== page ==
four sub­woofers get their own equal­iza­tion through a MINIDSP pro­ces­sor us­ing the free­ware soft­ware Roomeq Wiz­ard. I did make a point of do­ing some lis­ten­ing tests with Audyssey en­abled, but I ul­ti­mately pre­ferred it switched off. You may feel dif­fer­ently.

The AV8805’S re­mote is of the learn­ing va­ri­ety but can’t re­ally com­pare with more pow­er­ful af­ter­mar­ket re­motes like those from Har­mony or

URC. Thank­fully, it’s back­lit and has the ca­pa­bil­ity to op­er­ate all three zones by tog­gling the Zone Select but­ton lo­cated at the top. Like the re­motes in­cluded with its pre­de­ces­sors, the AV8805’S IR sen­sor has a very nar­row re­ceiv­ing range and doesn’t al­ways re­spond to com­mands un­less the re­mote is pointed di­rectly at it and in close prox­im­ity (less than 10 feet). I was able to over­come this is­sue by us­ing a URC MX-980 re­mote that com­mu­ni­cates via RF with a base sta­tion that in turn sent com­mands to the Marantz via its rear-panel IR in­put. Given the au­di­ence that this pre/pro caters to, I as­sume most users will do some­thing sim­i­lar or op­er­ate it via an IP in­ter­face.

The AV8805’S ar­rival co­in­cided with my re­view of an M&K Sound S150 speaker sys­tem (Oc­to­ber/novem­ber 2018 is­sue) con­sist­ing of three S150 speak­ers across the front cou­pled with four S150T Tripole speak­ers to round out the bed level. Over­head were four At­lantic Tech­nol­ogy IC- 6-OBA in-ceil­ing speak­ers; be­low were four sub­woofers finely tuned with the MINIDSP pro­ces­sor. Am­pli­fi­ca­tion was pro­vided by two ATI class-d am­pli­fiers with Ncore mod­ules: the AT527NC and AT524NC. While I would have loved to tap more chan­nels and test a full 13-speaker con­fig­u­ra­tion, my room is too nar­row for wide speak­ers and too shal­low to ac­com­mo­date ad­di­tional ceil­ing speak­ers. Plus, my wife has reached the tip­ping point when it comes to room up­grades.

PER­FOR­MANCE

Watch­ing movies with the AV8805 was a ref­er­ence-qual­ity ex­pe­ri­ence from be­gin­ning to end. Sur­round ef­fects moved through the room seam­lessly— whether from Dolby Atmos or DTS:X discs, or up­mixed via DSU (Dolby Sur­round Up­mix­ing) from legacy codecs. The Ju­manji: Wel­come to the Jun­gle UHD Blu-ray counts among my fa­vorite discs re­leased in 2018 due to its wildly en­ter­tain­ing screen­play and per­fect cast­ing. Also, its Dolby Atmos track is to die for! Heard via the AV8805 on my sys­tem, the over­head speak­ers re­ally came alive when a char­ac­ter respawned and was dropped back into the group. Cou­pled with gun­shots rip­ping through the room, foun­da­tion-shak­ing ex­plo­sions, and di­a­log that re­mained con­sis­tently clear and in­tel­li­gi­ble, the ex­pe­ri­ence ri­valled that of vis­it­ing a good movie the­ater.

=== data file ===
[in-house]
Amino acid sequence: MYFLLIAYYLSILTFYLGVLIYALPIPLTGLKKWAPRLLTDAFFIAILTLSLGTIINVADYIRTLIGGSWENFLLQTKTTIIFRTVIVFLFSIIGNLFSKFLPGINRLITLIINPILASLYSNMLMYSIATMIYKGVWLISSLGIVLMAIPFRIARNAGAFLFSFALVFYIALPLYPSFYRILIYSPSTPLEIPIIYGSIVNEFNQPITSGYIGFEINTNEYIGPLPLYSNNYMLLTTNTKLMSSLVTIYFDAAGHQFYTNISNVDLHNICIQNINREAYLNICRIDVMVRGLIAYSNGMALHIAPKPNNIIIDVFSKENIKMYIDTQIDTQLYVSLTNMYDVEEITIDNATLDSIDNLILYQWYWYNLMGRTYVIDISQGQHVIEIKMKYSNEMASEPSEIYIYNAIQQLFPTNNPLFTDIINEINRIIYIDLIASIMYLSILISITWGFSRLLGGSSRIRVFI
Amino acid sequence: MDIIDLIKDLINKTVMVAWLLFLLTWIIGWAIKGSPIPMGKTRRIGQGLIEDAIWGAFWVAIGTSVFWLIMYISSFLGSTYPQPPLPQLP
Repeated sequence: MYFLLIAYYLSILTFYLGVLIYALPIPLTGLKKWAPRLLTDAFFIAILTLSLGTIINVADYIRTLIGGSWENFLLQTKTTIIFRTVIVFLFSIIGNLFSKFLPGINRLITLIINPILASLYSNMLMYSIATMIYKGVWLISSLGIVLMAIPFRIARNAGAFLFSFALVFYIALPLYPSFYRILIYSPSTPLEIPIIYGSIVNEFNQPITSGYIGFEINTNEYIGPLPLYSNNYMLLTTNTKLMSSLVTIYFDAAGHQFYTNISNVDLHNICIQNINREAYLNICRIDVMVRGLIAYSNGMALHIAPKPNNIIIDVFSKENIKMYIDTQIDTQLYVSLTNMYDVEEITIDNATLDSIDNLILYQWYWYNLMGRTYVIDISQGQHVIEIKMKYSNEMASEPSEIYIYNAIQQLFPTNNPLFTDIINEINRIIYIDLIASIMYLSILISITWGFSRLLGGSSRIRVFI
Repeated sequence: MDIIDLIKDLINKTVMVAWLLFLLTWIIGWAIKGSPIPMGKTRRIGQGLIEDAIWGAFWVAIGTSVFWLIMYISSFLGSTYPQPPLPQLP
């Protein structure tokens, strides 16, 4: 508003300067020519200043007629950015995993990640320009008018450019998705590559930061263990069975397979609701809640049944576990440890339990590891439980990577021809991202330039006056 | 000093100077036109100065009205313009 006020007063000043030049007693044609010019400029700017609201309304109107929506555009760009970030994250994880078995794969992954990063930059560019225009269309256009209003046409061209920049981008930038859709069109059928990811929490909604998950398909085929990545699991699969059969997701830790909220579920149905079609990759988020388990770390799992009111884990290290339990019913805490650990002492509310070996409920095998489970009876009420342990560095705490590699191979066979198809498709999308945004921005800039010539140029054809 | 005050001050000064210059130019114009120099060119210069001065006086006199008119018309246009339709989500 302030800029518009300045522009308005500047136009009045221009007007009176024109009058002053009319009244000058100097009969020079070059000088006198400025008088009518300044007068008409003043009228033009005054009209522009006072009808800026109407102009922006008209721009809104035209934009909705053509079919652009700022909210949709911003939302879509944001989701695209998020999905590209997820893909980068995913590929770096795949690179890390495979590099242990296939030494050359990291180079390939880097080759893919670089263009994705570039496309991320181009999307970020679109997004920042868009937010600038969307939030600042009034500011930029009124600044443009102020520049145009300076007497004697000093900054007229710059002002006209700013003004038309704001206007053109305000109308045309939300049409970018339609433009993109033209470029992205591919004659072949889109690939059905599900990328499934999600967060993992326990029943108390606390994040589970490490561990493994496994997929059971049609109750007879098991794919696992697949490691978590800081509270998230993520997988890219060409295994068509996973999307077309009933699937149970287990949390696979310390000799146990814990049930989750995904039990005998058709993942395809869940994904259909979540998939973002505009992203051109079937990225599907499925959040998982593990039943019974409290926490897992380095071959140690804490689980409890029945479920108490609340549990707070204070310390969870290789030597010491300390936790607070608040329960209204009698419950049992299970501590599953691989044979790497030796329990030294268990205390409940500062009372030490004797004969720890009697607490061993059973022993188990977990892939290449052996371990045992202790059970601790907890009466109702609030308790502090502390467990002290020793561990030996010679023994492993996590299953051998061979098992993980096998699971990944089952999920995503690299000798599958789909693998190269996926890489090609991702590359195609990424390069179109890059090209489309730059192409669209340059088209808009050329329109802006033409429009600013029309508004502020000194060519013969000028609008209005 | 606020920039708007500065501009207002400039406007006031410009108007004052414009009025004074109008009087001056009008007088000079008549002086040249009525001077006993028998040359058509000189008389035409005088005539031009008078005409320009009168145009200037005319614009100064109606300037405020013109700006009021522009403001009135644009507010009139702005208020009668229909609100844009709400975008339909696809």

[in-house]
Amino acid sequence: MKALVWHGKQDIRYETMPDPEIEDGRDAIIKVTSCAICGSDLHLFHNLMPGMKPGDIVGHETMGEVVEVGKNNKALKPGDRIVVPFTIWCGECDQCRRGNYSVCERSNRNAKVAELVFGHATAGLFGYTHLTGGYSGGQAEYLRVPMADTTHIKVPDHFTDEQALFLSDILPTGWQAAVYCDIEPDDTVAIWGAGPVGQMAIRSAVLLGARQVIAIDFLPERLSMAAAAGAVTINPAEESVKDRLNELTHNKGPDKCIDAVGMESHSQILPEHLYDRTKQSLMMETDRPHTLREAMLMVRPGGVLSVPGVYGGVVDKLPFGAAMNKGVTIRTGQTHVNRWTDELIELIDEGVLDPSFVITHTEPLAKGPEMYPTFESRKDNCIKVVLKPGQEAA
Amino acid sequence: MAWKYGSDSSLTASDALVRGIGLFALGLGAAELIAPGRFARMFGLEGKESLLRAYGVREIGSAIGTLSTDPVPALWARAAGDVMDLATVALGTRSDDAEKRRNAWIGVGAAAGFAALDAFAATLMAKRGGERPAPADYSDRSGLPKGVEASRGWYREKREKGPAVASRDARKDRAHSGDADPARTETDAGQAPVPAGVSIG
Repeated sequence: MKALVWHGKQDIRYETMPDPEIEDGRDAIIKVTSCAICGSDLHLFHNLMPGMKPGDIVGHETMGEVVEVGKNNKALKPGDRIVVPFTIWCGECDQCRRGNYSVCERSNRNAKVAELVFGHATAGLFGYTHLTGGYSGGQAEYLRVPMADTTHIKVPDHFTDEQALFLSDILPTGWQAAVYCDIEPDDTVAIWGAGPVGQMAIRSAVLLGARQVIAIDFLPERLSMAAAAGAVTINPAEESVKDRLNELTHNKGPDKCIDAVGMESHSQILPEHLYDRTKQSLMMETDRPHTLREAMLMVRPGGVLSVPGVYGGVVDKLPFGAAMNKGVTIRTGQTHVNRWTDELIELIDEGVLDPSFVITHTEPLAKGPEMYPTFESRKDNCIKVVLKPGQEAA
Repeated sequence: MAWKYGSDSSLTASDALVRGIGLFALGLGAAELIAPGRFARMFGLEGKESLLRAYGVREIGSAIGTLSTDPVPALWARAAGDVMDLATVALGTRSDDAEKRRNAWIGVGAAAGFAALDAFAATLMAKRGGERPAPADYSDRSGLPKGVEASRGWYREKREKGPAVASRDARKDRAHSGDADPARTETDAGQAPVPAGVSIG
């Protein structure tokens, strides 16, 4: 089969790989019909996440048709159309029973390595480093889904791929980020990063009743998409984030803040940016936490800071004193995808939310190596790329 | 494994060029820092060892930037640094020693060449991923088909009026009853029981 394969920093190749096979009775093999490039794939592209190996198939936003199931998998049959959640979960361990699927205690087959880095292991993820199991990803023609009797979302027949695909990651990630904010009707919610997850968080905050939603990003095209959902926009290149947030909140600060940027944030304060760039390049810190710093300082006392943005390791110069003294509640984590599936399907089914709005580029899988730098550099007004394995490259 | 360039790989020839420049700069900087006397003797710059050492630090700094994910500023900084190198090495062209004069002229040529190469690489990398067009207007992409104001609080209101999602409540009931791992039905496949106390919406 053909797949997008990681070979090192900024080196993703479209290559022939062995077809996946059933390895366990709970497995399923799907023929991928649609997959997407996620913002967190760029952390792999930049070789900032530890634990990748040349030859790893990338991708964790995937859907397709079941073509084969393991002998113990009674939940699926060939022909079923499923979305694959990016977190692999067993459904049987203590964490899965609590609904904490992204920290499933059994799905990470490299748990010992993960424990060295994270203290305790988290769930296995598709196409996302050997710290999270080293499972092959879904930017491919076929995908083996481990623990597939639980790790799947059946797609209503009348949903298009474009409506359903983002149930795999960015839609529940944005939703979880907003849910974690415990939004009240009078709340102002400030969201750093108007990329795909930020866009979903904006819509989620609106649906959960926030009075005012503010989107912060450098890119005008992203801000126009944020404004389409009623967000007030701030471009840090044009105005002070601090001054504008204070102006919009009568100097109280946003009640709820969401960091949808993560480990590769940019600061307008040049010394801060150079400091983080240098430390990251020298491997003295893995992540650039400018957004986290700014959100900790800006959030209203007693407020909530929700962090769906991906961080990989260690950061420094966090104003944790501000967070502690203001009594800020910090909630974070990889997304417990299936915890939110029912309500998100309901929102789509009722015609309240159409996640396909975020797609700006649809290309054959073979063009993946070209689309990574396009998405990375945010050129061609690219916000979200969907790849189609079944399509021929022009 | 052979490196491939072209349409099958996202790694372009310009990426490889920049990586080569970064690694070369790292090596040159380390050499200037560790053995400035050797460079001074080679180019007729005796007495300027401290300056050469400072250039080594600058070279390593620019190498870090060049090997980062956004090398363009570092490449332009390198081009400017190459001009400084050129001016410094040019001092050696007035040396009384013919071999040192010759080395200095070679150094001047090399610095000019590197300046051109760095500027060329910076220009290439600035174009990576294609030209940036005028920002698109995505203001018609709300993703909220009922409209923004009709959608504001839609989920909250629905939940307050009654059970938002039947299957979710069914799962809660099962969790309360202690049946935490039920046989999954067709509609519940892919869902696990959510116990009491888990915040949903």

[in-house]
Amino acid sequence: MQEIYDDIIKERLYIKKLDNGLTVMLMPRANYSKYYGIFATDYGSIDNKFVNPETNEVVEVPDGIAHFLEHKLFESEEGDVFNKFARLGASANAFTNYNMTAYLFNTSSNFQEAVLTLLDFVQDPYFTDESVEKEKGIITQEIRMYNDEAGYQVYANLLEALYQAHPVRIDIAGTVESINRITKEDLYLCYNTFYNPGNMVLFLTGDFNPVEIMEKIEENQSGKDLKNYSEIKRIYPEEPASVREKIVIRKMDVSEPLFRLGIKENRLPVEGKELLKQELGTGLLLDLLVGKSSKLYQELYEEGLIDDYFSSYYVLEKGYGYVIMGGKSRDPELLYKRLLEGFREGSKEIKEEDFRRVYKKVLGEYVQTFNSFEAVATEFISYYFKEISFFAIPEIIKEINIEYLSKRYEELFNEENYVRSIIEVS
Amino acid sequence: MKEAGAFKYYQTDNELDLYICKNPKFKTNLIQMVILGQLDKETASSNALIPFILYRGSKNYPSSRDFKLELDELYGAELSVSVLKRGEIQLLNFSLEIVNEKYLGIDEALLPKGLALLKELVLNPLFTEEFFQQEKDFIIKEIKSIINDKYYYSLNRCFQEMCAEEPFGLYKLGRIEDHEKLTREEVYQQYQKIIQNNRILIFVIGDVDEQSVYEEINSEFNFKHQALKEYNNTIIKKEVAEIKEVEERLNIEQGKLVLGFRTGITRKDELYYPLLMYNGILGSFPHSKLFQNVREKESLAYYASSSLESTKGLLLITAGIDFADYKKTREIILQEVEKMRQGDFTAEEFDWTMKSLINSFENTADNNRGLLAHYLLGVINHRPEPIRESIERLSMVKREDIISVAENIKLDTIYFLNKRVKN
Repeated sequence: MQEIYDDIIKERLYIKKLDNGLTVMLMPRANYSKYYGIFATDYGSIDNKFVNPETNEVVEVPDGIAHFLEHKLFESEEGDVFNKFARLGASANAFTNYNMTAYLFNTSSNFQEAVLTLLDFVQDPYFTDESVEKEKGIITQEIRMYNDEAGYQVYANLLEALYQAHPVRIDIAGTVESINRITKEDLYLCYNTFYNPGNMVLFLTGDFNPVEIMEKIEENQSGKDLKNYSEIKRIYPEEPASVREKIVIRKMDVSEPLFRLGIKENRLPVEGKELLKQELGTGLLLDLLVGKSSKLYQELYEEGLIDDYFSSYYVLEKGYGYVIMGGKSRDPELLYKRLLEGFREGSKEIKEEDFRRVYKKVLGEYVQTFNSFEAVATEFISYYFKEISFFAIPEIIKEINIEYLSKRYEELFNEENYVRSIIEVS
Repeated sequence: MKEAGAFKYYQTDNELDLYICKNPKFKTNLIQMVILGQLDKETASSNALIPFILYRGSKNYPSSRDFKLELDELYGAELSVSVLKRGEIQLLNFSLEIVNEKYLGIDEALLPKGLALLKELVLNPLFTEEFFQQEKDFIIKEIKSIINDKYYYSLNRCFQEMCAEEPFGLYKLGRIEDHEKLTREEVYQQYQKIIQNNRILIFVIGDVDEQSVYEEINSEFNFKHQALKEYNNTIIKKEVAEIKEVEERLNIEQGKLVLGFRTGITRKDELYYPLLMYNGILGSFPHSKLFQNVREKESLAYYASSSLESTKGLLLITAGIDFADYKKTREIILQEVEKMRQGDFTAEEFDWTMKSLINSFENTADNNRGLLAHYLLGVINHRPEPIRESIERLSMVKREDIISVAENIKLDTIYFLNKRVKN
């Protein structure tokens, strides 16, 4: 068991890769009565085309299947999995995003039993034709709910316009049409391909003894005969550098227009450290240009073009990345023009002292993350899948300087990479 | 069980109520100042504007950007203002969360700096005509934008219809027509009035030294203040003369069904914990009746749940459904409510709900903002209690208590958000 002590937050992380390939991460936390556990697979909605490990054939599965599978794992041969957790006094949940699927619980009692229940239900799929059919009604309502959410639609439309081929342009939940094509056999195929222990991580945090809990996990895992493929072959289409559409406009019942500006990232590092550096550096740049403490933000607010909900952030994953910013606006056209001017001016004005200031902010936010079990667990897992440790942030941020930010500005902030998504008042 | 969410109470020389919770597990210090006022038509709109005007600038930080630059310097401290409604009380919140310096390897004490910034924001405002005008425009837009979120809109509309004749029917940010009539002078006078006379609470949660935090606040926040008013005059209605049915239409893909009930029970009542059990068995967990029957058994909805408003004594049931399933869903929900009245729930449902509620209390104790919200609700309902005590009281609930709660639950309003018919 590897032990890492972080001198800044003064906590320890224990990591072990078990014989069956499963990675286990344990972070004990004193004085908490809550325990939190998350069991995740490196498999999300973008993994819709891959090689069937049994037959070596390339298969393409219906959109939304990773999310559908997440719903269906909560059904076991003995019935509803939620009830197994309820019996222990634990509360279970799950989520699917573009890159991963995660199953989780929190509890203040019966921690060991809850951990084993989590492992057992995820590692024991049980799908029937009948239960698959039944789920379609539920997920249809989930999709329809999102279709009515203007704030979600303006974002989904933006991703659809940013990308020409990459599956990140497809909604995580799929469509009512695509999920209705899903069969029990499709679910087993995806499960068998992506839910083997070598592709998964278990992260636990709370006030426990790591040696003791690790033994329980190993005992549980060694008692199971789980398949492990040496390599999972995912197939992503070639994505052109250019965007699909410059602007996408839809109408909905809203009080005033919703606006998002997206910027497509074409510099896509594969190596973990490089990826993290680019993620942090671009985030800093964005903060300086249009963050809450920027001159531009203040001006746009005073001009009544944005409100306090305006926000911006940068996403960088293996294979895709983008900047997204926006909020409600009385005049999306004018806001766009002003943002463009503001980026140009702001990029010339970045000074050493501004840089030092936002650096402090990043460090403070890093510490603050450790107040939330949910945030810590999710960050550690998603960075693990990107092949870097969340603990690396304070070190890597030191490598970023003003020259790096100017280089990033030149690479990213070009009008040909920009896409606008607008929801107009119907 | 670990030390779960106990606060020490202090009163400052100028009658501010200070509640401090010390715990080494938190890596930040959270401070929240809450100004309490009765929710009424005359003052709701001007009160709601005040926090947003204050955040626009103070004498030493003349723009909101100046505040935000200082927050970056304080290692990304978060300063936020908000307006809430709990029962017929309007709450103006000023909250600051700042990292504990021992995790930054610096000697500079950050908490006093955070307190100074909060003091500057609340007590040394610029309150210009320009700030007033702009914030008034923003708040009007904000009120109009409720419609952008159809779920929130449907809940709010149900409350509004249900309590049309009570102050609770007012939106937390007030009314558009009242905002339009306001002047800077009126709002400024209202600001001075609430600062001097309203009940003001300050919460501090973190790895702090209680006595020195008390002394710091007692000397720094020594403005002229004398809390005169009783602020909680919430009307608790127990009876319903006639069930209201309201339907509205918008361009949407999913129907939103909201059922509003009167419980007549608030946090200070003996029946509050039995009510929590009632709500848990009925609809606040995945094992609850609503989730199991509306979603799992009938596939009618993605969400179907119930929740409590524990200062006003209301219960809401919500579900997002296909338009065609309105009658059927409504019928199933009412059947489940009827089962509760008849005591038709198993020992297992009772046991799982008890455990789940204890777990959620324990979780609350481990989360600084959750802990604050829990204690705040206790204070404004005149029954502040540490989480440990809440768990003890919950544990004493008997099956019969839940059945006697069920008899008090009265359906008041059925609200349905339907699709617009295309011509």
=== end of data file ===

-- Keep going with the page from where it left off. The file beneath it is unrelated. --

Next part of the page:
One Repub­lic: Live in South Africa is a great con­cert

Blu-ray for fans of the pop­u­lar group. While the band’s mu­sic isn’t revo­lu­tion­ary, it’s well­com­posed and will have you tap­ping your toes. Both my kids played cello grow­ing up, so it’s nice to hear a band that in­te­grates or­ches­tral in­stru­ment into their songs. Lis­ten­ing to the cello solo that opens the song “Se­crets,” I had the ex­pe­ri­ence

'Watch­ing movies with the AV8805 was a ref­er­ence-qual­ity ex­pe­ri­ence from be­gin­ning to end.'

of sit­ting front row at the con­cert. Every pull of the bow across the strings sounded so vivid and re­al­is­tic that it was hard to be­lieve I was in my home the­ater lis­ten­ing to a DTS-HD Master Au­dio track.

Play­ing the Una­mas String Quin­tet’s ren­di­tion of Franz Schu­bert’s No. 14 in D mi­nor Death and the Maiden from a Dolby Atmos demo disc took things up an­other notch. This track sounded even bet­ter than it did on the Marantz AV8802A, with in­creased body and mid-range heft. Fur­ther­more, the imag­ing was damn near per­fect, which had the ef­fect of mak­ing the speak­ers dis­ap­pear into the room.

One of the most im­pres­sive things about Marantz’s pre­vi­ous flag­ship pro­ces­sor was its per­for­mance with two-chan­nel mu­sic. As ex­pected, the next-gen­er­a­tion AV8805 has upped the ante here as well. One ref­er­ence track I use for au­dio com­par­isons is “Sec­ond Choice,” from the Marti Jones al­bum Live at Spirit Square. This song fea­tures just a bass gui­tar, bongo drums, and Jones’ fab­u­lous voice. With the Marantz, the bass re­sponse was tight and clean and didn’t hang in the room longer than it should. El­e­ments in the record­ing such as the bass gui­tarist’s fin­gers slid­ing along the strings also came through with crys­tal clar­ity. Sub­tle au­dio cues like these can get lost with in­fe­rior equip­ment, but the AV8805 passed every au­dio hur­dle I put in front of it.

CON­CLU­SION

I’m a big ad­vo­cate of Dolby Atmos and DTS:X, and when­ever some­one ex­pe­ri­ences those formats in my home the­ater they are blown away by how much the over­head ef­fects

The AV8805 has a re­mote with a fully back­lit key­pad, but its IR re­ceiv­ing range is lim­ited. draw you into the movie ex­pe­ri­ence. While I have no de­sire to add more speak­ers to my rel­a­tively small the­ater, or to con­fig­ure the room for Auro-3d, I know there are some en­thu­si­asts clam­or­ing for a fully im­mer­sive home the­ater au­dio ex­pe­ri­ence that doesn’t re­quire buy­ing a $20,000 ded­i­cated pro­ces­sor. For those folks, I’m happy to re­port that Marantz’s new AV8805 sounds great and checks every high-end home the­ater box at one-quar­ter the price of cur­rent uber-ex­pen­sive au­dio pro­ces­sor so­lu­tions. Highly rec­om­mended.

The Ver­dict

Marantz’s new flag­ship sur­round pro­ces­sor makes the most of the Dolby Atmos, DTS:X, and Auro-3d formats while pro­vid­ing a no­table sound qual­ity im­prove­ment over its pre­de­ces­sor.